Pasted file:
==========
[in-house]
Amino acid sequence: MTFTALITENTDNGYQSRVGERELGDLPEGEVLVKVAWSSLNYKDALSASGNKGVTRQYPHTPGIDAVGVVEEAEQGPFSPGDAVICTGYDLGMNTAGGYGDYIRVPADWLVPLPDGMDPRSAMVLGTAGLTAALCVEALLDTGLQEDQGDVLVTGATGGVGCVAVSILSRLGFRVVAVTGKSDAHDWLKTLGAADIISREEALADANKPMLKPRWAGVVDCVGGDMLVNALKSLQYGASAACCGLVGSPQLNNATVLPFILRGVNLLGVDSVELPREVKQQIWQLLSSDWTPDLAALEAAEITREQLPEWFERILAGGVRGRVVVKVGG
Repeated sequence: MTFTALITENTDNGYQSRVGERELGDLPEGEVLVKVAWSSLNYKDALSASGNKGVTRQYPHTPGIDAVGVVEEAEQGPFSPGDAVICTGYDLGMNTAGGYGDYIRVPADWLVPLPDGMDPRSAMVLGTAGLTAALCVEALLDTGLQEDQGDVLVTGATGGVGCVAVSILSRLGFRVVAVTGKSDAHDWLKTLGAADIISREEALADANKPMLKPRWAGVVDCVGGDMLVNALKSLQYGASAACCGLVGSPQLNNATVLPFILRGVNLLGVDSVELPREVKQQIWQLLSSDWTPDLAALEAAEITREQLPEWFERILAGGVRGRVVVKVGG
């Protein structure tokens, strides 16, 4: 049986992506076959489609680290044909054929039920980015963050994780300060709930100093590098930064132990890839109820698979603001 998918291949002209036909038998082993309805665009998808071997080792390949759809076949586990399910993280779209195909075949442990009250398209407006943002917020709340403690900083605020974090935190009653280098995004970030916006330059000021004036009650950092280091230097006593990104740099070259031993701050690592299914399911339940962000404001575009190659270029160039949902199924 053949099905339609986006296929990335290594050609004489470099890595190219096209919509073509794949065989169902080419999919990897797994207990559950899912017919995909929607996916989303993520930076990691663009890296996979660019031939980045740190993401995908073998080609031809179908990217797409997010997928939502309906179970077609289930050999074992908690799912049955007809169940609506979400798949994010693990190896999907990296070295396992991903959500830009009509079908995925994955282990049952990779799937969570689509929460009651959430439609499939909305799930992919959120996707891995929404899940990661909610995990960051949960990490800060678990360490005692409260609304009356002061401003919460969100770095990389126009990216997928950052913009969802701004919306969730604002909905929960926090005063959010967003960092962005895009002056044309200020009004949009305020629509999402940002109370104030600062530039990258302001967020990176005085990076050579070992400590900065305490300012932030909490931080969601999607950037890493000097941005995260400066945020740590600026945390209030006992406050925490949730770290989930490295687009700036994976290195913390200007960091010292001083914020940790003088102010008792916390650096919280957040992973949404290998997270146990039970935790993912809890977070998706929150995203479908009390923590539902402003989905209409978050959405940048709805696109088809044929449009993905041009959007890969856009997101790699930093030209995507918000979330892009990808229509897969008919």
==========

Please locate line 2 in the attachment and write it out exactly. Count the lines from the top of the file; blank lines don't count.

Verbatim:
Amino acid sequence: MTFTALITENTDNGYQSRVGERELGDLPEGEVLVKVAWSSLNYKDALSASGNKGVTRQYPHTPGIDAVGVVEEAEQGPFSPGDAVICTGYDLGMNTAGGYGDYIRVPADWLVPLPDGMDPRSAMVLGTAGLTAALCVEALLDTGLQEDQGDVLVTGATGGVGCVAVSILSRLGFRVVAVTGKSDAHDWLKTLGAADIISREEALADANKPMLKPRWAGVVDCVGGDMLVNALKSLQYGASAACCGLVGSPQLNNATVLPFILRGVNLLGVDSVELPREVKQQIWQLLSSDWTPDLAALEAAEITREQLPEWFERILAGGVRGRVVVKVGG